Barranquilla Dancers

Turns out, Shakira’s moves aren’t so unique after all. In fact, her signature hip moves are the dance moves of her home town of Barranquilla, Colombia. Barranquilla is also home to the 2nd largest Carnaval in the world (after Rio, Brazil), the birthplace of actress Sophia Vergara, the Nobel-Prize-winning writer (and Colombia’s treasure) Gabriel Garcia Marquez, author of 100 Years of Solitude. . . and our very own Laura Gonzalez (known as LG) from Remote Year, Ikigai.  With LG’s planning, 20 of us went to experience Barranquilla’s Carnaval first hand last week. 

What is Carnaval in Barranquilla? It’s Colombia’s once-a-year 4-day parade and raucous party preceding the start of Lent.  Starting in the 1800’s, this was the one chance the natives had to break all rules imposed by the Spanish Colonization. Debauchery and playfulness to this day ensues at full force for days, planned for months in advance. Bright colors, humor, dance, adorable kids and blazing hot sunshine are what make up the party. In the States, our version is New Orleans’ Mardis Gras.  Carnaval is celebrated in 5 continents, though names of it vary, and tend to include parades, excessive consumption of meat and alcohol (among other things), mock authority, reference circus and death, don masks, wear drag, and engage in street parties.  

We stayed in a Hilton Garden Inn about 15 minutes from the craziness.  Though I felt guilty for staying in a US hotel chain in Colombia, its outside infinity pool on the 3rd floor and air conditioned inside was a nice reprieve from the hot and sticky streets, crowds, chaos, and loud music.

The easiest way to break down Carnaval is by the parade themes each day:

Day 1, Saturday, is the “Battle of the Flowers.”  This year, all 18 previous queens (Reinas) are paraded on floats, throwing flowers while drinking water and Gatorade on the side.  The parade is filled with floats, dancers, bands and Carnaval characters that will grace us with their presence over the next 4 days.  

Day 2 is the “Parade of Tradition,” where we see many Cumbia dancing couples of all ages, floats with bands, and more characters of the parade.

Day 3, the “Parade of Fantasy” and the “Festival of Orchestras” perform synchronized dances (people of all ages) with jaw-dropping Shakira hip shakes, beautiful costumes of colors and feathers, and 5-year-old kids with better dance moves than I’ll ever have.  People of all nationalities in matching outfits parade behind floats, openly drinking, dancing, and celebrating.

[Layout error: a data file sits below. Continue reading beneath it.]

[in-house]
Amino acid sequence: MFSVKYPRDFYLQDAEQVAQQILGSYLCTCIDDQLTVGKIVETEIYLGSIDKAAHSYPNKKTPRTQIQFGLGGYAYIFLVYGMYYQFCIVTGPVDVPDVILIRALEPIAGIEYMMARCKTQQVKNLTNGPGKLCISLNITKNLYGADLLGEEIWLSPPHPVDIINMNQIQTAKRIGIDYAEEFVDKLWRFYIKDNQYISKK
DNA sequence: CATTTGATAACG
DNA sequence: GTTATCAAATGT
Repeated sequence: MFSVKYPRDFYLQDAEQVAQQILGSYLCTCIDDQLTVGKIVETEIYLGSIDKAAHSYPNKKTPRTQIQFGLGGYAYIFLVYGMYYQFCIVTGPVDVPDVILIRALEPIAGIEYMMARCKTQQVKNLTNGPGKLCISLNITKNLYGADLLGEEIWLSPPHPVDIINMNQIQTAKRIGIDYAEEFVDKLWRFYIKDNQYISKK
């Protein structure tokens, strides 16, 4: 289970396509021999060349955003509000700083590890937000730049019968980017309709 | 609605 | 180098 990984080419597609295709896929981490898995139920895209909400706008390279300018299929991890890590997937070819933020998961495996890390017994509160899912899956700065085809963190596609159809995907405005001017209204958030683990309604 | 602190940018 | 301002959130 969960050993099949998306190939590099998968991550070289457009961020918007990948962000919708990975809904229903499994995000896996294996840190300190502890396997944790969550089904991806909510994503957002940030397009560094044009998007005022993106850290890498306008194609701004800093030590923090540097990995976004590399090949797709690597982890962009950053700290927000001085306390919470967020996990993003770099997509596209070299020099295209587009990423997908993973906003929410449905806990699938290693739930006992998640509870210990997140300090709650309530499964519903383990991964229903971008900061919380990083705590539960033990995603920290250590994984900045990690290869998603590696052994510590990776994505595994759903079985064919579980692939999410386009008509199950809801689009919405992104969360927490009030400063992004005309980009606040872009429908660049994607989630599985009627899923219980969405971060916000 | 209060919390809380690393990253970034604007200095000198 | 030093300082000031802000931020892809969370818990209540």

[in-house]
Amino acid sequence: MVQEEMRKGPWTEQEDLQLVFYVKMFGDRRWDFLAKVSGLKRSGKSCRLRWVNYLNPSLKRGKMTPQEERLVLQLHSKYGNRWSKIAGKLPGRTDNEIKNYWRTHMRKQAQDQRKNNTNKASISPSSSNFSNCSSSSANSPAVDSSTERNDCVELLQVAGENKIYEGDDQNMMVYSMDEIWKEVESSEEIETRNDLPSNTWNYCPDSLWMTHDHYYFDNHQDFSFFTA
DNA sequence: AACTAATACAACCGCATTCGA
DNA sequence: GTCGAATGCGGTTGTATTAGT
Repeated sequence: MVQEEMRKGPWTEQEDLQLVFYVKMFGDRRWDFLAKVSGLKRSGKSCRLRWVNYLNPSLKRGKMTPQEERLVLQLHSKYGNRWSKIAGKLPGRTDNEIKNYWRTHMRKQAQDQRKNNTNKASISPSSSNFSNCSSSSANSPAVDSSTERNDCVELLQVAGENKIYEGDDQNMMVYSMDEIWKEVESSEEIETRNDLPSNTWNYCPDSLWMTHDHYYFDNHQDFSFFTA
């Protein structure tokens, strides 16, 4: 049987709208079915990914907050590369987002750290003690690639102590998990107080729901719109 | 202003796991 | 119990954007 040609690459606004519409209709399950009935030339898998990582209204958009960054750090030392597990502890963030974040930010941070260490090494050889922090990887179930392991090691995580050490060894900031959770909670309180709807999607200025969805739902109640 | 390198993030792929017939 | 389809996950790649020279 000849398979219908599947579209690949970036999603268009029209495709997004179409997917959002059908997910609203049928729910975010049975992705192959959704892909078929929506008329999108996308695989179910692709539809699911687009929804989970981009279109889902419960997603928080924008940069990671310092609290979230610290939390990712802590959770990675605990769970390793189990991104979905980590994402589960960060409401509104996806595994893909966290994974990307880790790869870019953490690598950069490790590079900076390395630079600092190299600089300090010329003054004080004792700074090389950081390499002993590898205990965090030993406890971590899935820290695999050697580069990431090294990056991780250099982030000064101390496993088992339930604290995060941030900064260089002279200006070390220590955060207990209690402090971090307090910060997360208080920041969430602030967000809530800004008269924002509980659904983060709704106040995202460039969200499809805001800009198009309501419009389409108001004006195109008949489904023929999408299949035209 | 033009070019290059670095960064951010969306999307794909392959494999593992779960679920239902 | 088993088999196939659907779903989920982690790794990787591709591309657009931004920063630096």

Tuesday, Day 4, is the parade’s finale: this is the last day of Carnaval with “Death of  Joselito Carnaval.”  Legend has it that Joselito drank and danced himself to death over the course of Carnaval.  His coffin floats through the parade route with faux pal bearers, a funeral procession in tow, and people weeping.  Every so often, Joselito will come to life and pop up out of the coffin, followed by cheers from the crowd.  It’s a symbolic end to the festivities and a wake-up call to the upcoming solemn period of Lent starting the following day.

El Son de Negro

One of the main Carnaval characters is El Son de Negro. Coming from a politically correct country like the US, I cringed at the initial sight of children painted all black to portray slaves. Their mouths stained red to depict Betel Nut, they adorn flower straw hats and black shorts, and move their mouths in a consistent confused motion (sticking out their tongues and contorting their lips and face).  This represents how the first slaves mockingly responded to their masters.

Another character, Marimonda is the court jester of the parade and who gets funnier as the days wear on.  It was the poor’s inside joke of the wealthy.  His character has a bag over his head, elephant ears and a phalic nose.

The Cumbria dancers make up the traditional dances and outfits throughout the parade, but the child dancers-in-training steal the show.

The night time events include dance clubs set up in the street with plenty of plastic furniture and canned Aguila Beer to go around (a beer that was quite possibly the only advertising campaign in the whole Carnaval). My initial surprise was the ‘dirty dancing’ openly happening in the streets.  ‘It’s not sexual at all,’ my host informed me.  ‘In fact, that could be a brother and sister right there.’ Wow- I’ve never danced that way with my brother, but hats off to new forms of expression.

Barranquilla Cumbia Musicians and a child dancer

Carnaval was an experience I’ll always remember, and Shakira’s music and hip shake dancing will forever bring me back to our 4 days in Barranquilla.  While the parade may be more small-town local than Rio’s full-blown dance competition, it’s a traditional cultural enlightenment worth checking out.